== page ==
Friday, August 10, 2007

Iraqi unions threaten 'mutiny' over oil law

The struggle over future control of Iraq’s oil is coming to a head, with parliament deeply divided over American proposals designed to benefit the major corporations and the country’s trade unionists vowing to resist any foreign takeover. It adds to the deepening crisis engulfing the US-UK four-year occupation of Iraq. Among Americans, sentiment against the Iraq war is at its highest level ever at 76% while the so-called surge of US troops has made no difference in terms of stability and security. Behind the invasion was the dream of privatising Iraq’s state-owned oil industry and opening up the world’s third largest reserves to the global market. Like all the other fantasies concocted by the White House, the notion of easy control of Iraq’s oil has also come up against harsh reality.

Despite attempts to keep the parliamentary process hidden from view, more and more Iraqis are coming to realise the purpose behind a law drafted in Washington before the invasion even took place. The long-sought "hydrocarbons framework" law would give Big Oil virtually unrestricted access to 80% of Iraq’s reserves. According to leaked documents, Iraq stands to lose billions of dollars in oil revenue. Meanwhile, a parallel law carving up the country’s oil revenues between the different regions will add to the sectarian and ethnic divisions that have appeared since the overthrow of Saddam Hussein.

Trade unionists are the most powerful group opposing the carve-up. Subhi al-Badri, head of the Iraqi Federation of Union Councils, said recently: “This law cancels the great achievements of the Iraq people. If the Iraqi Parliament approves this law, we will resort to mutiny. This law is a bomb that may kill everyone. Iraqi oil does not belong to any certain side. It belongs to all future generations." Oil workers staged a three-day strike last month, defying arrests by armed troops, and union president Hassan Jumaa Awaad, has warned: “If those calling for production-sharing agreements insist on acting against the will of Iraqis, we say to them that history will not forgive those who play recklessly with wealth and destiny of a people and that the curse of heaven and the fury of Iraqis will not leave them.”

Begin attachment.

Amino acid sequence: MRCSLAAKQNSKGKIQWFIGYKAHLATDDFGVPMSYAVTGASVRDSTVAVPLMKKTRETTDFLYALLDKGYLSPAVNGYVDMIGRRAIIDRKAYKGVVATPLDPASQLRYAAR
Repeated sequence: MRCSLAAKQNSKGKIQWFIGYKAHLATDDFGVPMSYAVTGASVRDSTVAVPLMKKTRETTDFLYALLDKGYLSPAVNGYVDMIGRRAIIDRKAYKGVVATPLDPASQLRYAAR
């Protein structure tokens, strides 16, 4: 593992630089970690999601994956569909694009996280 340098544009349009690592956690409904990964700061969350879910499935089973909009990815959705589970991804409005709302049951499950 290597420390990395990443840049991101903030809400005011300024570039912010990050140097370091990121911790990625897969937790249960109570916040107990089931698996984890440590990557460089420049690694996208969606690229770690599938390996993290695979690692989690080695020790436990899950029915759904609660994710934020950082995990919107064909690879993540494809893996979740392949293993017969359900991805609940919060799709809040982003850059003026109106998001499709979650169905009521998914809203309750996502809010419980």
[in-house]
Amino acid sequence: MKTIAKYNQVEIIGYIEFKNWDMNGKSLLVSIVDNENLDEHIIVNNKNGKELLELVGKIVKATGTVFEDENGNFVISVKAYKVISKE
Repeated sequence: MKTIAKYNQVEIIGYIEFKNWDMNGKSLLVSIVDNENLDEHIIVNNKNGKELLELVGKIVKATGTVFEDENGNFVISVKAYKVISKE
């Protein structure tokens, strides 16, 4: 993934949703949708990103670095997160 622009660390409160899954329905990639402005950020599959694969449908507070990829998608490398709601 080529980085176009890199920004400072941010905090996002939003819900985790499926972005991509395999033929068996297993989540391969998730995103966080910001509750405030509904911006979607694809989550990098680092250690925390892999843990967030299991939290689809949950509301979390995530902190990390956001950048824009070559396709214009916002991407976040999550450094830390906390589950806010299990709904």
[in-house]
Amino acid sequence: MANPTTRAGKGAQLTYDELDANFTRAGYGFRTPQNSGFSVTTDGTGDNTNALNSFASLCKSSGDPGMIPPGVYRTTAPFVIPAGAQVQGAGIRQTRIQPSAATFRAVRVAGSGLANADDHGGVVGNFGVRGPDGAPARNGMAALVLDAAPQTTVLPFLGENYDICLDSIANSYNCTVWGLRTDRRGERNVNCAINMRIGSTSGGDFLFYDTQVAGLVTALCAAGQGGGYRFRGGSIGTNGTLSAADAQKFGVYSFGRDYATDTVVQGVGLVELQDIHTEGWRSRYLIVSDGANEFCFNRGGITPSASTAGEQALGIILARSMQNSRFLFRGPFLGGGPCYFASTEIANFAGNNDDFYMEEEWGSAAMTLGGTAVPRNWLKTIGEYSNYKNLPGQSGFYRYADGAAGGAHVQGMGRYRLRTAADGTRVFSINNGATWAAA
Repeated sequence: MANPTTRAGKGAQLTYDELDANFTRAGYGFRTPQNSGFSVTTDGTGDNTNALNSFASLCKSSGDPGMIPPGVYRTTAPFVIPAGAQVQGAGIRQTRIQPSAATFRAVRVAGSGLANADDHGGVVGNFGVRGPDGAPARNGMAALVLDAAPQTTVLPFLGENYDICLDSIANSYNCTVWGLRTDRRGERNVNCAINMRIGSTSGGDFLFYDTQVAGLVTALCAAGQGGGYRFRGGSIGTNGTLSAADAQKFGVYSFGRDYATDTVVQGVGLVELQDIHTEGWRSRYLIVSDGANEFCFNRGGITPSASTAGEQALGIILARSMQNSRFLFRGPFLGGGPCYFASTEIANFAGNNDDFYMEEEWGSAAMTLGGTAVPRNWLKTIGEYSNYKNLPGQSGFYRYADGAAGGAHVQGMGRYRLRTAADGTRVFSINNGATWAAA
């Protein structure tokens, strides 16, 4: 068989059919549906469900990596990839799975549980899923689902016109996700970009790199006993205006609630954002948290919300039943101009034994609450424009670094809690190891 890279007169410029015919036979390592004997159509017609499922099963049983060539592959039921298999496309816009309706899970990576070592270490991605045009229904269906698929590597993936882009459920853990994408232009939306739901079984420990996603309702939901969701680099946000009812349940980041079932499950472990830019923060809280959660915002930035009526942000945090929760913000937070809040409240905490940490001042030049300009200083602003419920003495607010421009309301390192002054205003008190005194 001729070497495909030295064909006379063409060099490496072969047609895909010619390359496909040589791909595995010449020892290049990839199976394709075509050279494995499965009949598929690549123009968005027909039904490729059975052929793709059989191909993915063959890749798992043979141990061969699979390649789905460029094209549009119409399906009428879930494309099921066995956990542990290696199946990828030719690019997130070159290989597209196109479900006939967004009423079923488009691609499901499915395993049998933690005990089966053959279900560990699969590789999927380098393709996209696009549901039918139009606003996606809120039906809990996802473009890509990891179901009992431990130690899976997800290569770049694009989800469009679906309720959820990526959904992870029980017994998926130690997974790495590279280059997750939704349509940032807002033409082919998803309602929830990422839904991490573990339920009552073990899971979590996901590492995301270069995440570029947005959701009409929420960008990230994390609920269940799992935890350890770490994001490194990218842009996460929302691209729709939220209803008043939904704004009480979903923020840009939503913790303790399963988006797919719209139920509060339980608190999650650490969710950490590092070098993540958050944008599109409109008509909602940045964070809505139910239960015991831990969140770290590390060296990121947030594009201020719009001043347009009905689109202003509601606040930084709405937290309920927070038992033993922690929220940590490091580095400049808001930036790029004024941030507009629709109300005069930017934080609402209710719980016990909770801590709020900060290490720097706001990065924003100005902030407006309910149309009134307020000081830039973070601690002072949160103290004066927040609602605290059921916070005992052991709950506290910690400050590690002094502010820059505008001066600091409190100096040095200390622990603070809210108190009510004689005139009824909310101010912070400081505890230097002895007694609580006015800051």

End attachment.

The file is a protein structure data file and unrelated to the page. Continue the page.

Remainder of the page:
A recent poll commissioned by a coalition of NGOs and other groups found that a clear majority Iraqis from all ethnic groups would prefer "Iraq's oil to be developed and produced by Iraqi state-owned companies" over foreign companies. Most Iraqis are, however, in the dark about the laws, in yet another example of US-style “democracy”. More than three out of four Iraqis - including nine of 10 Sunni Arabs - say "the level of information provided by the Iraqi government on this law" was not adequate for them to "feel informed" about the issue.

Far from being a great display of US-driven global corporate power and reach, the invasion and occupation of Iraq has turned into a great debacle. It is coming to represent the end of empire rather than the beginning of a new one, the place where corporate-driven globalisation ran into the sands.

Paul Feldman, AWTW communications editor

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